Nationals and Michael Morse agree to two-year contract

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6:00 p.m. EST update: According to the Associated Press, Morse will earn about $10.5 million over the next two seasons.

5:20 p.m EST update: According to MLB.com’s Bill Ladson, it’s a two-year deal for Morse, so it merely takes him to free agency.

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The terms aren’t in yet, but the Nationals avoided arbitration with Michael Morse by signing him to a multiyear deal, the team announced.

The soon-to-be 30-year-old Morse was seeking a raise from $1.05 million to $5 million in arbitration. The Nationals filed at $3.5 million. It was Morse’s second year of arbitration, and he would have been eligible for free agency for the first time after 2013.

Morse reached the majors with the Mariners in 2005, the same year he served a 10-day suspension for testing positive for performance-enhancing drugs, but he never established himself until 2010, the year after Seattle traded him to Washington. He hit .289/.352/.519 with 15 homers in 266 at-bats then and .303/.360/.550 with 31 homers in 522 at-bats last season.

Morse was the Nationals’ primary first baseman after Adam LaRoche got hurt last season, but he’ll be shifting back to left field this year. Another strong season from him could complicate things for the Nationals, though in a good way. The team is going to have to break in Bryce Harper at some point, which could mean moving Jayson Werth to center field or Morse back to first base.

No lease extension, but Orioles and governor tout partnership

orioles camden yards
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The Baltimore Orioles and Maryland Gov. Wes Moore announced a joint commitment to what they called a “multi-decade, public-private partnership” to revitalize the Camden Yards sports complex.

The statement from the team and the state’s new governor came Wednesday, the deadline for the Orioles to exercise a one-time, five-year extension to their lease at Camden Yards. The team was not planning to exercise that option, according to a person with knowledge of the decision. The person spoke to The Associated Press on condition of anonymity because the club hadn’t announced its decision.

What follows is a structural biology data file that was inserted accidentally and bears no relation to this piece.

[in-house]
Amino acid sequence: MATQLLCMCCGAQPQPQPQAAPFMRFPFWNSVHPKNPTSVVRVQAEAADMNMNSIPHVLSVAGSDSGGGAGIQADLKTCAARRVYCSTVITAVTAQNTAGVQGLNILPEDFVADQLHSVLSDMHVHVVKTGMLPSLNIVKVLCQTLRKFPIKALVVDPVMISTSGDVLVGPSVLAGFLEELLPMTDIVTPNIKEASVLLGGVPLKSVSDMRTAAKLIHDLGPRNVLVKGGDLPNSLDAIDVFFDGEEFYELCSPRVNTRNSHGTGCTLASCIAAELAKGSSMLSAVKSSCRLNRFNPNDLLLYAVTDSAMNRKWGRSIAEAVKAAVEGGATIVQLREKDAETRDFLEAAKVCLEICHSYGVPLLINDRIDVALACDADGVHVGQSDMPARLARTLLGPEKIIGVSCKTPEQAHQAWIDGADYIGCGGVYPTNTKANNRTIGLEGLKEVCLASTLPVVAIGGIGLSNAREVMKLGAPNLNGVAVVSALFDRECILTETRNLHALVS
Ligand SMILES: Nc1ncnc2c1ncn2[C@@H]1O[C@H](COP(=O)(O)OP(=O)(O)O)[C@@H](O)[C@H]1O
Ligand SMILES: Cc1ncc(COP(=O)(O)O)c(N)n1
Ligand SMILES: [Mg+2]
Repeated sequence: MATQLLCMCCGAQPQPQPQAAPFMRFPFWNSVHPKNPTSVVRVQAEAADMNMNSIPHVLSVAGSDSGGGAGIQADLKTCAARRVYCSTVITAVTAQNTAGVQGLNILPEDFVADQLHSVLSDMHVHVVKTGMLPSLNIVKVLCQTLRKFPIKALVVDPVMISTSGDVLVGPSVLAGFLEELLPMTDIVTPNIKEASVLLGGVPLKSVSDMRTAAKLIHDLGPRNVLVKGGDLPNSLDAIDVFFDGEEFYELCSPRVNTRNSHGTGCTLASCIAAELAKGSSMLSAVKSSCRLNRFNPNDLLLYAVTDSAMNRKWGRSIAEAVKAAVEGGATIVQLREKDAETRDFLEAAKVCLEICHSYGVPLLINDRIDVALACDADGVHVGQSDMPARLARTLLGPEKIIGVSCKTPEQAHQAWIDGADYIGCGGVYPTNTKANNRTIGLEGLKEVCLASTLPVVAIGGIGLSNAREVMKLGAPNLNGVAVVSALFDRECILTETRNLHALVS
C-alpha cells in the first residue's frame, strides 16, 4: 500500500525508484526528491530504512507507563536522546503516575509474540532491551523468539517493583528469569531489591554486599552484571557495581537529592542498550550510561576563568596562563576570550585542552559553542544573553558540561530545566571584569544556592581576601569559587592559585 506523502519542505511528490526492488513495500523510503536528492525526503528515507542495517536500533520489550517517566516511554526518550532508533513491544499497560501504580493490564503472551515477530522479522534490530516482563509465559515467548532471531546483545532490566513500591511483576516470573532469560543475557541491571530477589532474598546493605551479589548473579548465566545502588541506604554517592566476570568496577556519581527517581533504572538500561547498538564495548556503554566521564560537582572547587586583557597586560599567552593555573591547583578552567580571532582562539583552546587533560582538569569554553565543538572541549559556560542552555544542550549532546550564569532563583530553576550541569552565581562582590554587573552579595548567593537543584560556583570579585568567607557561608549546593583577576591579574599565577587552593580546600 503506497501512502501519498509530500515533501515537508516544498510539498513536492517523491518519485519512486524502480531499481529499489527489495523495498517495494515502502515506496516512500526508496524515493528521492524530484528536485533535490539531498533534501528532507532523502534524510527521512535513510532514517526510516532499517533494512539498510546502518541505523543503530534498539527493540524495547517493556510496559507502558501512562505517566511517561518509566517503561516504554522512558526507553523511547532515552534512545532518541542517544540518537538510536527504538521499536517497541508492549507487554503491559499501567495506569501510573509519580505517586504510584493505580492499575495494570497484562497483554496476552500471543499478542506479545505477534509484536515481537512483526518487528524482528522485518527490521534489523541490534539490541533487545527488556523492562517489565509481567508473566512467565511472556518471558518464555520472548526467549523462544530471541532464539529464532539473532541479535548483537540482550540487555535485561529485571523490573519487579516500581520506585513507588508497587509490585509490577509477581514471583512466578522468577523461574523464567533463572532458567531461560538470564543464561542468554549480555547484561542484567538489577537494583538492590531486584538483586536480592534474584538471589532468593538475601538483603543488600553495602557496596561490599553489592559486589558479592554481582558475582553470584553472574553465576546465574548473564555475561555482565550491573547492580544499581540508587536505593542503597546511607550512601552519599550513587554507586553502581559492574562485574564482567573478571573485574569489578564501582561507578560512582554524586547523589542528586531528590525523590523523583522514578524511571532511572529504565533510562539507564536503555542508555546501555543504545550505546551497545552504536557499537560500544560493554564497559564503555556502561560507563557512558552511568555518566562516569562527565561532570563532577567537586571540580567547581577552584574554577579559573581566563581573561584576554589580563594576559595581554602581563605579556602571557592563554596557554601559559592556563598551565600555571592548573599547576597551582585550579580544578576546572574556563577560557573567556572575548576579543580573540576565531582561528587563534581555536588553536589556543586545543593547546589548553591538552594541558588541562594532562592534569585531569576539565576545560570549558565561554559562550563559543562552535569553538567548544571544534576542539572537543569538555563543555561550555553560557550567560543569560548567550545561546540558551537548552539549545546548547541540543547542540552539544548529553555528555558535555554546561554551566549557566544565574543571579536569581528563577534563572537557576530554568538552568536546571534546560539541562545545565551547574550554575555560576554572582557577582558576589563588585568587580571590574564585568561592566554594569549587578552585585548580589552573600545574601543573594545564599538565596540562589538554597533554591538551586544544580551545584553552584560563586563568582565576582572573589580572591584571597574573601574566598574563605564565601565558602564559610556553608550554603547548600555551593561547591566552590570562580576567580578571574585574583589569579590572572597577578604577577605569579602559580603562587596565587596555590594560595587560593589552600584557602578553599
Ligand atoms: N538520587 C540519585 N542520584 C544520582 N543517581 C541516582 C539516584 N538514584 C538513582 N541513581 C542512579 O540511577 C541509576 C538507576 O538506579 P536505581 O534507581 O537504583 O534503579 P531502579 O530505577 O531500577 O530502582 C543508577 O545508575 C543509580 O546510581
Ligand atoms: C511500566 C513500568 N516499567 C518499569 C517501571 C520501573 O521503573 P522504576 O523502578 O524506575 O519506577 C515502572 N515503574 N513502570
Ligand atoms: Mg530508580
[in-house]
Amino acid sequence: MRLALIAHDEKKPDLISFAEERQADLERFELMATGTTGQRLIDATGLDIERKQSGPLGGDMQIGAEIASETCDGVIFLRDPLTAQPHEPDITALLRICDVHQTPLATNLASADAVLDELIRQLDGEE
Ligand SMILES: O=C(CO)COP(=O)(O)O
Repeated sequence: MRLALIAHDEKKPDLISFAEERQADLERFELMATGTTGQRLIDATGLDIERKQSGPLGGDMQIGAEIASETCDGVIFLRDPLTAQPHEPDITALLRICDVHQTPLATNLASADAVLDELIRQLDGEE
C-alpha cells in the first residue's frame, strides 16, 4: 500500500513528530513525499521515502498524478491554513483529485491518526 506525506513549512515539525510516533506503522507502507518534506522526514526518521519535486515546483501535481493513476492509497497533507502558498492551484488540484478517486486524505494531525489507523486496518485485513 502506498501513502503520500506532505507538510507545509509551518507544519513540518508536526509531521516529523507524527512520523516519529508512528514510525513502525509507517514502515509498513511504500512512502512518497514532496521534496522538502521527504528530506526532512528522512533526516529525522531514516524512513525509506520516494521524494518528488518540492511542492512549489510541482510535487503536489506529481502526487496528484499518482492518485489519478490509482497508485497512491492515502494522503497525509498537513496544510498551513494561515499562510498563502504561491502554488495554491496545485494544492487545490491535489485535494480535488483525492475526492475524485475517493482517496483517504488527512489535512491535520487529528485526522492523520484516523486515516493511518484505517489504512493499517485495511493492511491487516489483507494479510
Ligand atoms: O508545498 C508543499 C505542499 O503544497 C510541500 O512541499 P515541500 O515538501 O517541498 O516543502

With no extension, the lease is set to expire at the end of this year, but the team and the Maryland Stadium Authority can keep negotiating. Wednesday’s joint release seemed to be an attempt to calm any nerves in Baltimore about the team’s future.

“I am looking forward to continuing to collaborate with Governor Moore, his administration, and the Maryland Stadium Authority in order to bring to Baltimore the modern, sustainable, and electrifying sports and entertainment destination the state of Maryland deserves,” Orioles CEO John Angelos said.

“We greatly appreciate Governor Moore’s vision and commitment as we seize the tremendous opportunity to redefine the paradigm of what a Major League Baseball venue represents and thereby revitalize downtown Baltimore. It is my hope and expectation that, together with Governor Moore and the new members and new chairman of the MSA board, we can again fully realize the potential of Camden Yards to serve as a catalyst for Baltimore’s second renaissance.”

Republican Larry Hogan, the state’s previous governor, signed a bill last year increasing bond authorization for M&T Bank Stadium, home of the Baltimore Ravens, and Camden Yards. The measure allowed borrowing of up to $600 million for each stadium.

“When Camden Yards opened 30 years ago, the Baltimore Orioles revolutionized baseball and set the bar for the fan experience,” Moore, a Democrat, said Wednesday. “We share the commitment of the Orioles organization to ensuring that the team is playing in a world-class facility at Camden Yards for decades to come and are excited to advance our public-private partnership.”

Angelos recently reaffirmed that the Orioles would stay in Baltimore, although he dressed down a reporter who asked for more clarity on the future of the team’s ownership situation. Angelos was sued last year by his brother Lou, who claimed John Angelos seized control of the Orioles at his expense.